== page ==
Our Dodgers Nation staff gives their take on all this week’s Dodgers news.
Who are you more concerned about, the Diamondbacks or the Rockies?
Brian: With the standings the way they are currently, you’d have to say both. But if I had to pick one, I’d say Arizona. The Rockies may have a tad easier schedule, with 15 of their final 24 game being at Coors Field, but I just think the Diamondback’s are better overall. Their rotation is better. Their bullpen is better. They also having a winning record against both the Rockies (7-5) and Dodgers (9-7) this year. We’ll know a lot more after next week’s series, when Arizona travels to Colorado for a four game set.
Brook: You would have to look at the schedule and thik the Rockies are going to end up being the stiffest competition for the Dodgers. The Dbacks haven’t had a tough schedule as of late, but their bats have gone quiet. And with the Cubs, Astros, and Braves on their horizon, you’ve got to go with Colorado as the real worry.
AJ: Honestly they’re both a worry because of how close we all are in the standings, but since that’s a cop out answer, I’ll say (for the moment) the Rockies. We recently were able to take a series from the D-backs, and despite it being close, it showed how strong their pitching is, but that they’re beatable. The Rockies are such a mixed bag. Their bullpen has been bad, but the names are good. The offense is potpourri too, because we’ve shut them down at times and then been tee’d off at other times. The devil I can’t predict scares me more.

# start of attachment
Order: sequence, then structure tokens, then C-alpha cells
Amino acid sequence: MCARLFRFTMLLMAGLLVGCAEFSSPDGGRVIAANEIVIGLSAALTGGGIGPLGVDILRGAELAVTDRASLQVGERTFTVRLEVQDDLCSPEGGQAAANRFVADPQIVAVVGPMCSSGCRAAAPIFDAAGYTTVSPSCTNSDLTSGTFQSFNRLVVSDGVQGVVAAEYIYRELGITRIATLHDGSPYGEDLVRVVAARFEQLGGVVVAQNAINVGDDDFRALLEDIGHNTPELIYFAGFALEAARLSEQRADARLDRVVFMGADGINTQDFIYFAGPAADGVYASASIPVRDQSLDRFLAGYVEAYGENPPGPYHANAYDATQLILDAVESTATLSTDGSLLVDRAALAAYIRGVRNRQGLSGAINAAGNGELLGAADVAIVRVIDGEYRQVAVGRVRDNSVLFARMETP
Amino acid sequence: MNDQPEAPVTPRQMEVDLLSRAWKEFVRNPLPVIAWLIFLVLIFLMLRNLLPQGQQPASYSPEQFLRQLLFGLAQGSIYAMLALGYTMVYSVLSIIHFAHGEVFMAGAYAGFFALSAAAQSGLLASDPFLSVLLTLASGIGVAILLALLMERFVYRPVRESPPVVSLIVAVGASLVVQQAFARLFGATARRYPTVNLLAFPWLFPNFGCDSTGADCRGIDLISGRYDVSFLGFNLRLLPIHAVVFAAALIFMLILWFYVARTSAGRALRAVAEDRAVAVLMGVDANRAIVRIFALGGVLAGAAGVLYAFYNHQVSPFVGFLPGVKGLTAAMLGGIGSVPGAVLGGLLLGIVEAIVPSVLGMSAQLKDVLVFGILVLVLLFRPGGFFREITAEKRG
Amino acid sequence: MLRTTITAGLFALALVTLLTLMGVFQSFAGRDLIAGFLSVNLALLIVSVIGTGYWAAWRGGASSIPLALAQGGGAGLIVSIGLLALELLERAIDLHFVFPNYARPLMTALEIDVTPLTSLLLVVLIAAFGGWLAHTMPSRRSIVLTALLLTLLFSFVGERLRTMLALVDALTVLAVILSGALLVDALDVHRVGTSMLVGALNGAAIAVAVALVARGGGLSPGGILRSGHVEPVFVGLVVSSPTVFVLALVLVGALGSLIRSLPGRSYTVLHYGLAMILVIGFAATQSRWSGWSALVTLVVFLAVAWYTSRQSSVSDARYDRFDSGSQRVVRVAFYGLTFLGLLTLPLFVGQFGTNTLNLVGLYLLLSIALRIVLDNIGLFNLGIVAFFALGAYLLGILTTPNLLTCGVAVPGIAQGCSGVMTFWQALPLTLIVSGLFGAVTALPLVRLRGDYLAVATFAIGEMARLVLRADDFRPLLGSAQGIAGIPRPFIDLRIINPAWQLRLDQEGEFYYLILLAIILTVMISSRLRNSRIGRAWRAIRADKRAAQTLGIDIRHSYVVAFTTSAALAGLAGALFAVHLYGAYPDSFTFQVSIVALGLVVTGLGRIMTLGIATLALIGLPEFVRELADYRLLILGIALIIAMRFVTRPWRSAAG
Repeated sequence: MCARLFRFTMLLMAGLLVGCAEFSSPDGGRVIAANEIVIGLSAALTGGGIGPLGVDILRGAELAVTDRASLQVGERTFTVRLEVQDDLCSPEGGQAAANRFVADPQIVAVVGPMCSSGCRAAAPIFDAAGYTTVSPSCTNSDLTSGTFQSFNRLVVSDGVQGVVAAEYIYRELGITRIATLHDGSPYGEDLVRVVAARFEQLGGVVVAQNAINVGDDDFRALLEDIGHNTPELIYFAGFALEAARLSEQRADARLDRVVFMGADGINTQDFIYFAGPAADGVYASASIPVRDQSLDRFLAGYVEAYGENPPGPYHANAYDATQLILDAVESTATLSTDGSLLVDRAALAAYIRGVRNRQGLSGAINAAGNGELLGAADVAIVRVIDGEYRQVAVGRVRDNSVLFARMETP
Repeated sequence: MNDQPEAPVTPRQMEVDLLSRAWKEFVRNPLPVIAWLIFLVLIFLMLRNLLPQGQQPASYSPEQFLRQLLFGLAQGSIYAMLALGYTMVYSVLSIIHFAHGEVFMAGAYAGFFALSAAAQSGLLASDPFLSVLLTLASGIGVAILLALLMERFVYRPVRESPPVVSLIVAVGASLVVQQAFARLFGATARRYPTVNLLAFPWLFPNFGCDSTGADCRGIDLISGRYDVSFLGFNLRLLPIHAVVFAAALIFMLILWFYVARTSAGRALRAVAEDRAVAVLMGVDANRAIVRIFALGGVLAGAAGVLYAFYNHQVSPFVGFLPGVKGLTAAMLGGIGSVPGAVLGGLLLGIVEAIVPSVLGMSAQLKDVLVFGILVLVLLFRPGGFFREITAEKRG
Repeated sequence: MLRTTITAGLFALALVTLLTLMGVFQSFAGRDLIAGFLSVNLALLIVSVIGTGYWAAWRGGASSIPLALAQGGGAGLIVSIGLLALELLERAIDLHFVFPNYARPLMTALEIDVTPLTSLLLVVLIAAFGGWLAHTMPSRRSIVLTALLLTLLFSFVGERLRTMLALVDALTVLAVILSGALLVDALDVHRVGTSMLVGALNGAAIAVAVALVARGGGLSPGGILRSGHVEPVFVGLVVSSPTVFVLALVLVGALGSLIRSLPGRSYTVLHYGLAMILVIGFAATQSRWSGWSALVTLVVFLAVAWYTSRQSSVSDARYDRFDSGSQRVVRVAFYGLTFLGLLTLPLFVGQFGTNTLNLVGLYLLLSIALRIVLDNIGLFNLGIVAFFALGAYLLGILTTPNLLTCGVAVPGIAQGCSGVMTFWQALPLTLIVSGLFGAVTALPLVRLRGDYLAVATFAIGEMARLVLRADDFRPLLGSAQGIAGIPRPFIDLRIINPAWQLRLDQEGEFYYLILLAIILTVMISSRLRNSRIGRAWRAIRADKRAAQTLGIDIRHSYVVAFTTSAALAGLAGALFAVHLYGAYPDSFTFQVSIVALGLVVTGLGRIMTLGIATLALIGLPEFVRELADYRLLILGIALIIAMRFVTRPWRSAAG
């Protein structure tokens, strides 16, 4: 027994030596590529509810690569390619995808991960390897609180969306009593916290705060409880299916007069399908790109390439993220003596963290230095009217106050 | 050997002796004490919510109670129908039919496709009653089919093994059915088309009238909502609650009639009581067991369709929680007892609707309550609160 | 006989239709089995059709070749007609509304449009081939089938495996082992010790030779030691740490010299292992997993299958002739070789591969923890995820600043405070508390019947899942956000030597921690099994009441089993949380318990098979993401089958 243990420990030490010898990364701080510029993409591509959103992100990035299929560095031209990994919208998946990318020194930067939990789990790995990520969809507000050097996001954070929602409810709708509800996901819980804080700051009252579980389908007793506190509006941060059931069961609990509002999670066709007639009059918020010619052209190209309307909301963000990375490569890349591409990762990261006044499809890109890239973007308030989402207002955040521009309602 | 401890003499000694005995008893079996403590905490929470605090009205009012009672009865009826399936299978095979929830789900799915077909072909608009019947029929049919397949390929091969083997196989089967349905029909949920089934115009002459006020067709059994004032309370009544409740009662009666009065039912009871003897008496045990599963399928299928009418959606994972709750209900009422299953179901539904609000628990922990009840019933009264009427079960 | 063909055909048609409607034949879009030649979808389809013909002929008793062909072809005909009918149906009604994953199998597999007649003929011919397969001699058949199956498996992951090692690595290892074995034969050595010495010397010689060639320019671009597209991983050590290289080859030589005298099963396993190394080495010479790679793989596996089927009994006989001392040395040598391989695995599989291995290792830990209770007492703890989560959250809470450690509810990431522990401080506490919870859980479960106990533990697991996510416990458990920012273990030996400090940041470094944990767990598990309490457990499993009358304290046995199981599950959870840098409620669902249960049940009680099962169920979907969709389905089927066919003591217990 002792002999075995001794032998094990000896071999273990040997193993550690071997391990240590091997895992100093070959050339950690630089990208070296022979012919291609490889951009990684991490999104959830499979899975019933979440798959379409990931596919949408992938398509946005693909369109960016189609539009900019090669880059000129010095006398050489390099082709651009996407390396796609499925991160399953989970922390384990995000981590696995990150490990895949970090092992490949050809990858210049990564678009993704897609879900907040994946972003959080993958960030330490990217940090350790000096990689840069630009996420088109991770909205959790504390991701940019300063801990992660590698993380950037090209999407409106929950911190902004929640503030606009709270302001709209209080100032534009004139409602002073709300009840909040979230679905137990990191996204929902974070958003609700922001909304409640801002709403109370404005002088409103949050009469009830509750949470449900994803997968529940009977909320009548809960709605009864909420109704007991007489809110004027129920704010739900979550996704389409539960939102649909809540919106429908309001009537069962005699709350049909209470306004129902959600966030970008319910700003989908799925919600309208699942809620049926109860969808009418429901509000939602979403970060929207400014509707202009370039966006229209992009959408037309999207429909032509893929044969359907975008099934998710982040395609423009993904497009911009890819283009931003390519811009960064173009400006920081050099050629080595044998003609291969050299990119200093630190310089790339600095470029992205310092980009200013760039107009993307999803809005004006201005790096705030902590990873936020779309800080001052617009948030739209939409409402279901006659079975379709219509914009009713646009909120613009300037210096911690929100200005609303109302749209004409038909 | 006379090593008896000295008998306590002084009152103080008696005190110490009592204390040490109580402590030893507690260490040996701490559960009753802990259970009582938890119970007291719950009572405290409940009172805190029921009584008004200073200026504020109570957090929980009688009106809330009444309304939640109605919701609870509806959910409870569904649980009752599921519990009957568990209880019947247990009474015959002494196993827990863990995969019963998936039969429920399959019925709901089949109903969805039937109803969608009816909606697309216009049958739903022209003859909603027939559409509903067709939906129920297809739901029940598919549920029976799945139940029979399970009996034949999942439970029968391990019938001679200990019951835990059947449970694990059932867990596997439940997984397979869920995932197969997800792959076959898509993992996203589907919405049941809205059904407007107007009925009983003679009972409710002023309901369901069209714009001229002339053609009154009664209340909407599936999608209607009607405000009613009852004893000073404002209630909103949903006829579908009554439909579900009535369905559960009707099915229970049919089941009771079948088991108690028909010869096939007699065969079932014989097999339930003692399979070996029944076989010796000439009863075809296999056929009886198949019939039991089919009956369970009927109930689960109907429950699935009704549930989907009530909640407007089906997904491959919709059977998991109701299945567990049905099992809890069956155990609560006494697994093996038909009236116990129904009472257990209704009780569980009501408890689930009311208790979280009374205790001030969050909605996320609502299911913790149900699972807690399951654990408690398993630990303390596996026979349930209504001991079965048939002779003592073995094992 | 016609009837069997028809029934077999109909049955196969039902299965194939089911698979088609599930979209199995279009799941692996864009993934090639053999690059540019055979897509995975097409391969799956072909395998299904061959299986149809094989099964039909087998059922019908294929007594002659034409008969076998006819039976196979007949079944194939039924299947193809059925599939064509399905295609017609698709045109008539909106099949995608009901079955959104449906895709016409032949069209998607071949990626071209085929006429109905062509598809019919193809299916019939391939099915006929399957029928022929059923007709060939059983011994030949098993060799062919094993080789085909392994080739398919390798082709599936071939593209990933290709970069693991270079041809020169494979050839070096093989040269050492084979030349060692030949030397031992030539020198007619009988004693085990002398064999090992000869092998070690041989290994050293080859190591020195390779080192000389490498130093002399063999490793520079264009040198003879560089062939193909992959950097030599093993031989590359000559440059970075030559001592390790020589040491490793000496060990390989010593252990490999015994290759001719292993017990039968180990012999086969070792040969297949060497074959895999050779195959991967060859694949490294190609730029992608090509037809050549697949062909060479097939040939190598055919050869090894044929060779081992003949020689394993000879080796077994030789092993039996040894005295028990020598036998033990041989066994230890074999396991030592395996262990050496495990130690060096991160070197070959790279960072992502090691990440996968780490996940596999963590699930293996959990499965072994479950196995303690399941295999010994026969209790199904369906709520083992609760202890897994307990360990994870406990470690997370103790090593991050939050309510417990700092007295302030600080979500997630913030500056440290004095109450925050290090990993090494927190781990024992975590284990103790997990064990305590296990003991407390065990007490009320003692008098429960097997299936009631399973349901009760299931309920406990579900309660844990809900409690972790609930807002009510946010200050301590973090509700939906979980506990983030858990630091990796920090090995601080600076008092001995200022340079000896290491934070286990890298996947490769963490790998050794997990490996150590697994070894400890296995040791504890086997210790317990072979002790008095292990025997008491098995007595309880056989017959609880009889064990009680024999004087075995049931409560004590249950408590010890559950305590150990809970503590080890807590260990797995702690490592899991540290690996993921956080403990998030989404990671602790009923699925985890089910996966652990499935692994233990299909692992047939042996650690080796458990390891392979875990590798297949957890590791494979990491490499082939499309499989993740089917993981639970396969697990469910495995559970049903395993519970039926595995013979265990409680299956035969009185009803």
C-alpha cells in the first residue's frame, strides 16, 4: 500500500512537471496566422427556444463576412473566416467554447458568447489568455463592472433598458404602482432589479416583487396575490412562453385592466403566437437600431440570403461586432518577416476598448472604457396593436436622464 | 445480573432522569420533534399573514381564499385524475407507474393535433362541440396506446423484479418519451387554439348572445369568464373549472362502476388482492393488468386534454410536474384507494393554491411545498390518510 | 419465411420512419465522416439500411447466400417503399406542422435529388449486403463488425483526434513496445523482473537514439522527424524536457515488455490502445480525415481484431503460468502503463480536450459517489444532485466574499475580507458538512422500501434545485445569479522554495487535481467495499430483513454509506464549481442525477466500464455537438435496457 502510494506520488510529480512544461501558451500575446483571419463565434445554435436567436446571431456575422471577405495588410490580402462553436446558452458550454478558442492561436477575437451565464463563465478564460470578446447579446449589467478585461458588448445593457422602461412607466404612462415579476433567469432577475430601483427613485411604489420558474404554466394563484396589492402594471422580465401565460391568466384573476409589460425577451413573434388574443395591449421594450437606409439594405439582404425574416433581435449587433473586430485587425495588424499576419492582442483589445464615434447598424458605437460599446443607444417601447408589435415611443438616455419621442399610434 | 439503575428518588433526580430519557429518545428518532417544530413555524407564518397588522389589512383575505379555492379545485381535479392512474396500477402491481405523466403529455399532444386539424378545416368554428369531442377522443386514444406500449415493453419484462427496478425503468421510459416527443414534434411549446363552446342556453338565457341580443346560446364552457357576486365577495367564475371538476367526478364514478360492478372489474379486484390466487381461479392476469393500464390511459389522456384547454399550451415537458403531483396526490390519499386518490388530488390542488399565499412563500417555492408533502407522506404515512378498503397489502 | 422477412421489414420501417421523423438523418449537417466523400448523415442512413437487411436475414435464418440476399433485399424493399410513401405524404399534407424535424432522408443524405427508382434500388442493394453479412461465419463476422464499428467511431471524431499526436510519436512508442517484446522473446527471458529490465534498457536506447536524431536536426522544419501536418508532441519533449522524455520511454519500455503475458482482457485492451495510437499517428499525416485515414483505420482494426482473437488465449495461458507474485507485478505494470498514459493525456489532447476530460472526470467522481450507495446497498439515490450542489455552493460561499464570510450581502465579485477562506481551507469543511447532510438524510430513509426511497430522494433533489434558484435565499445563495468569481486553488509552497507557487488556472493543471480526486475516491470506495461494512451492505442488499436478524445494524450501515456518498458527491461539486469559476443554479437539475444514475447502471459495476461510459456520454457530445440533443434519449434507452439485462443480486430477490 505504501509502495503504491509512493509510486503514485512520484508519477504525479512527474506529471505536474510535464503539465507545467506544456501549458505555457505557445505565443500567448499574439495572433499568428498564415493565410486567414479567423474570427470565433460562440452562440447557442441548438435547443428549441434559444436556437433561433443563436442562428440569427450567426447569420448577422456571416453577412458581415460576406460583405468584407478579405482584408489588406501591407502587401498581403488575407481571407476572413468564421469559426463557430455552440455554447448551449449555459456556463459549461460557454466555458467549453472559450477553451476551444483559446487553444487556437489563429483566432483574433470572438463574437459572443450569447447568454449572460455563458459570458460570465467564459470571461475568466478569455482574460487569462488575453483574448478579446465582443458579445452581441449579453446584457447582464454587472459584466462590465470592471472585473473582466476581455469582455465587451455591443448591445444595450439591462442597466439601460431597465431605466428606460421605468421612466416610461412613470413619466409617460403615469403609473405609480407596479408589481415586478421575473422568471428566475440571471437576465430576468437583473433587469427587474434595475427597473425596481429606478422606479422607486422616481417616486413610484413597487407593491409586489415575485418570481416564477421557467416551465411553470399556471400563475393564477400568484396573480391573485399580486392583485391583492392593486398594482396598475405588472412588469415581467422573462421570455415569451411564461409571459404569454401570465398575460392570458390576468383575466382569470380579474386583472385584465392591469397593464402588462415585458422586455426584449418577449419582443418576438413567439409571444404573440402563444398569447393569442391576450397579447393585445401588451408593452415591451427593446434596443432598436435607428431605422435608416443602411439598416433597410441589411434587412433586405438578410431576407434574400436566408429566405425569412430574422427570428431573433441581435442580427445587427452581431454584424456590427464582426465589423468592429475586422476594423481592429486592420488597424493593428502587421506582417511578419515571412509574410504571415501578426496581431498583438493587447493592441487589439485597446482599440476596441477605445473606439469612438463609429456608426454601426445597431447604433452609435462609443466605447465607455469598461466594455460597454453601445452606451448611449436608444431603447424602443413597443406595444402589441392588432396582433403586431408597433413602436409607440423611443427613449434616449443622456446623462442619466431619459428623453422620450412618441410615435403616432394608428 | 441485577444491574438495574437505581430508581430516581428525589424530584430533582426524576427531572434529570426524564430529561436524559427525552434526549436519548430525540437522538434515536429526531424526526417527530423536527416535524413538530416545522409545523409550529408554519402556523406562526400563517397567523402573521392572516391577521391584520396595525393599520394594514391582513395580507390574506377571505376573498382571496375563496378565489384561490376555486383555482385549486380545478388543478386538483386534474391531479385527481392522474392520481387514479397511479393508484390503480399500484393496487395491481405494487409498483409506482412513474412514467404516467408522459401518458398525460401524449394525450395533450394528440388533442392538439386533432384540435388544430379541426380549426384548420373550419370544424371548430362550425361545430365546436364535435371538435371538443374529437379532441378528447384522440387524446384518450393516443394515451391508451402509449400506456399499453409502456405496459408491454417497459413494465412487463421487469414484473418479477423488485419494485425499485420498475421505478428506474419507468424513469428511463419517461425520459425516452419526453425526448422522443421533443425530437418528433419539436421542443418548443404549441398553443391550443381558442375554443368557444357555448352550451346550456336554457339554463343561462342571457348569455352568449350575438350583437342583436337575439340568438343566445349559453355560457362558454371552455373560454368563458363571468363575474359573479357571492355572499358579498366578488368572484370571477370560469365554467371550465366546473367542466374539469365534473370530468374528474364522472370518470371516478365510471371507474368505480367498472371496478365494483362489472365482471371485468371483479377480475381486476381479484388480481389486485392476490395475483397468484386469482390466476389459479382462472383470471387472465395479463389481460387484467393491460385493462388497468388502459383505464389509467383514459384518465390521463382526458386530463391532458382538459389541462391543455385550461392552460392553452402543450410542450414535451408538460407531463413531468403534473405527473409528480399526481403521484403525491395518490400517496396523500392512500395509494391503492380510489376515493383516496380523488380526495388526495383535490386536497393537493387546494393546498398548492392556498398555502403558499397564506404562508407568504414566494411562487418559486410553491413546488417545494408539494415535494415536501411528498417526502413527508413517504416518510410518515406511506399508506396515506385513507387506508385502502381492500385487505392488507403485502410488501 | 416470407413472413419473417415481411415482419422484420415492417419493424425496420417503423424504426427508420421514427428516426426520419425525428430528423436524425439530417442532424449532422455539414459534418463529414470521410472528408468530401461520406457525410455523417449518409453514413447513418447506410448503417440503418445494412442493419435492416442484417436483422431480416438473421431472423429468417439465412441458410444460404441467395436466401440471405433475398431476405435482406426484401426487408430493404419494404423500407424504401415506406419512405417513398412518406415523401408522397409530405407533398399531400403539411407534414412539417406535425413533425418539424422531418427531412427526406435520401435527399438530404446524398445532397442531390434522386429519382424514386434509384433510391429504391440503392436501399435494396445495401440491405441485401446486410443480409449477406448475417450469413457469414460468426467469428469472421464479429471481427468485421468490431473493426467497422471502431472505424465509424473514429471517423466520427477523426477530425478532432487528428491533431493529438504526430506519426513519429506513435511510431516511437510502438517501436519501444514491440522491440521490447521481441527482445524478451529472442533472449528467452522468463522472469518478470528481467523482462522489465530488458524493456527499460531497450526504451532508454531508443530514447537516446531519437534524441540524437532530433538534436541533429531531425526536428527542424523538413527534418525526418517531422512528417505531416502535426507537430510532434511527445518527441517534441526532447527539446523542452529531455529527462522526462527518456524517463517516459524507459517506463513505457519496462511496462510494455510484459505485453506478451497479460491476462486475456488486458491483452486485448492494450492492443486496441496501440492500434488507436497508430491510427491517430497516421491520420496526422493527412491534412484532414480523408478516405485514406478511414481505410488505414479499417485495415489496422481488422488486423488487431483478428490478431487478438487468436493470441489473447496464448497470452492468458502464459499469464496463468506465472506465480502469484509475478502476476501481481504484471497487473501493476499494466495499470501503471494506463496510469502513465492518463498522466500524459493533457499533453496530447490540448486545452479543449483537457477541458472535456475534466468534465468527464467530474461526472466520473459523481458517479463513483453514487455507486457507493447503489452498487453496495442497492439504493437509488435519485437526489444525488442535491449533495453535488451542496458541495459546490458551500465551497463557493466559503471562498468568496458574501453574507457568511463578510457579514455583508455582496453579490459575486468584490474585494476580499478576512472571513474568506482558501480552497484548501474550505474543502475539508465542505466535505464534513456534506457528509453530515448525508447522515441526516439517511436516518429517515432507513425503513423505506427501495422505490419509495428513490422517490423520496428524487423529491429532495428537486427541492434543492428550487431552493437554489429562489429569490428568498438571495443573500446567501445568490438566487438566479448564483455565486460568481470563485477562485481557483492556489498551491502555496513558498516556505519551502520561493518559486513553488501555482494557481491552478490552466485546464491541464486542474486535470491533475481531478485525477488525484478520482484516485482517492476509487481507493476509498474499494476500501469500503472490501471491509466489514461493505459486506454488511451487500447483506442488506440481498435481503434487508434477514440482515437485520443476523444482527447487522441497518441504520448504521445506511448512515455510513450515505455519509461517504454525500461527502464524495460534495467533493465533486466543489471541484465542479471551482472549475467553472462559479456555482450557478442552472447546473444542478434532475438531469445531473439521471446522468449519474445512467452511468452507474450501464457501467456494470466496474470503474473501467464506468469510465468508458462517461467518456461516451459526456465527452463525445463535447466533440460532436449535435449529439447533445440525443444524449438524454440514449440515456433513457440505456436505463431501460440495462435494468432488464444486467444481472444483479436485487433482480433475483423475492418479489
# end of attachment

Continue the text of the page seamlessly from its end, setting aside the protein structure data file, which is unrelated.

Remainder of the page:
Tim: They both scare me but the D’backs have the nasties schedule. The Rockies have an easier schedule. Of their 24 remaining games, 15 are at home. With the Dodgers coming in for 3 (assuming without Kenley) I’m nervous. I remember the last time they went there without Kenley, the bullpen imploded. If they can grab 1 or 2 then they’ll be fine. The disadvantage of them playing so many at home is it might wear out their pitchers. That altitude is brutal on the pitching.